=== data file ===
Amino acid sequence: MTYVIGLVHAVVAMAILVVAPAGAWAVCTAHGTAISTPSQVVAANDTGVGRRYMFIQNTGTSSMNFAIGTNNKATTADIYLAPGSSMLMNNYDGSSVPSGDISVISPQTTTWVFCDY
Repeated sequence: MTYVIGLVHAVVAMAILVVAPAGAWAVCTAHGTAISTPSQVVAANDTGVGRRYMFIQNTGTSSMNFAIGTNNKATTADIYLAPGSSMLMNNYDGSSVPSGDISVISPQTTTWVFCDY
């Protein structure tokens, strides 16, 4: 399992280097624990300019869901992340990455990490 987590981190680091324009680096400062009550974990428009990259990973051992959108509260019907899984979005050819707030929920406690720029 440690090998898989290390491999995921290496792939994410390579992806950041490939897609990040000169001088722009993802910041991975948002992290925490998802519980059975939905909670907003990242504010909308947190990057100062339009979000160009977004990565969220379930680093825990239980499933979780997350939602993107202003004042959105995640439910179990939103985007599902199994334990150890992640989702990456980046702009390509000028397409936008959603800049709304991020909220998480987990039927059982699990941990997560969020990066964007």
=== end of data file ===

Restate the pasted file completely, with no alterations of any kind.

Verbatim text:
Amino acid sequence: MTYVIGLVHAVVAMAILVVAPAGAWAVCTAHGTAISTPSQVVAANDTGVGRRYMFIQNTGTSSMNFAIGTNNKATTADIYLAPGSSMLMNNYDGSSVPSGDISVISPQTTTWVFCDY
Repeated sequence: MTYVIGLVHAVVAMAILVVAPAGAWAVCTAHGTAISTPSQVVAANDTGVGRRYMFIQNTGTSSMNFAIGTNNKATTADIYLAPGSSMLMNNYDGSSVPSGDISVISPQTTTWVFCDY
């Protein structure tokens, strides 16, 4: 399992280097624990300019869901992340990455990490 987590981190680091324009680096400062009550974990428009990259990973051992959108509260019907899984979005050819707030929920406690720029 440690090998898989290390491999995921290496792939994410390579992806950041490939897609990040000169001088722009993802910041991975948002992290925490998802519980059975939905909670907003990242504010909308947190990057100062339009979000160009977004990565969220379930680093825990239980499933979780997350939602993107202003004042959105995640439910179990939103985007599902199994334990150890992640989702990456980046702009390509000028397409936008959603800049709304991020909220998480987990039927059982699990941990997560969020990066964007």